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Joy, The Vaults – Review

Pros: Powerful and surreal

Cons: Lacked a bit of polish and the DJ´s role could have been clearer

Pros: Powerful and surreal Cons: Lacked a bit of polish and the DJ´s role could have been clearer It is 5 am, and the morning after an S & M party. Joy's lover has disappeared, so she returns to the scene of the crime to piece together her feelings. In this one woman play, each moment of dialogue is filled with such a level of drama its surreality is enormous. From talking, throughout, to a bright, white, male blow up doll, to singing Say a Little Prayer dripping in seduction, Dina Gordon gives a portrayal so vivaciously strong, it almost makes…

Summary

Rating

Excellent

A powerful female lead gives a surreal performance.

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It is 5 am, and the morning after an S & M party. Joy’s lover has disappeared, so she returns to the scene of the crime to piece together her feelings. In this one woman play, each moment of dialogue is filled with such a level of drama its surreality is enormous. From talking, throughout, to a bright, white, male blow up doll, to singing Say a Little Prayer dripping in seduction, Dina Gordon gives a portrayal so vivaciously strong, it almost makes us wonder if the evening really happened, or if her mind is simply playing tricks on her? The strong dialogue is matched by strong physical movement. Joy sings opera while applying her make-up, suggesting the desperate need to appear a certain way, and the way she dances helps to describe her character at an accelerated rate.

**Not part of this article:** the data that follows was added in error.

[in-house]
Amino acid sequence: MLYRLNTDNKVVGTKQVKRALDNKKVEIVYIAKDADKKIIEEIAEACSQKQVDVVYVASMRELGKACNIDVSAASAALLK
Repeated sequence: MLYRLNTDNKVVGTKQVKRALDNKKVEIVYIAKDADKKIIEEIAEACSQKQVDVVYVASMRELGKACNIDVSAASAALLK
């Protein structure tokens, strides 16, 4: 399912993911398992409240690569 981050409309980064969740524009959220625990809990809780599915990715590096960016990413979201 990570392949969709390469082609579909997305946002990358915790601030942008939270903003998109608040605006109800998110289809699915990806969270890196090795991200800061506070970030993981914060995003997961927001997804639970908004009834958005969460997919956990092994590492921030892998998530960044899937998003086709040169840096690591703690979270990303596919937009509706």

When we first meet her, Joy is smoking and drinking a can of beer, dressed in a micro mini leather dress and with a large, vibrant afro. She is undoubtedly a powerful woman who is completely at ease with her sexuality, but over the course of the play we see that she is really a lost woman, dealing with heartbreak and not, perhaps, entirely stable. ‘Do you love me?’, she repeatedly asks her make-shift lover. ‘What do you want me to do?’. This makes for an interesting representation of  the version of ourselves we let people see, versus the person we are when we have nothing to hide behind.

Joy tells powerfully of  the psychological journey that comes after a one night stand, and runs the gamut of emotions, from anger at her lover’s lack of culture, to the desperation for him to connect with her. But when Joy finds  a huge pile of bananas under the bed, then puts on a banana skirt and dances, the subtext is a howl of rage and protest at the legacy of colonialism, and the representation of women of colour as exotic and hyper-sexual.  In such a small space, the vibration of the music is loud and the emotions on stage strong. Dina Gordon creates an interactive experience, as if Gordon is telling our own stories in this post S & M, post-colonialism, party scenario.  

Author: Dina Gordon
Music Composer: Andrea Giordani
Producer: All Good Artists Are Dead
Booking Until: This show has now ended its run at The Vaults

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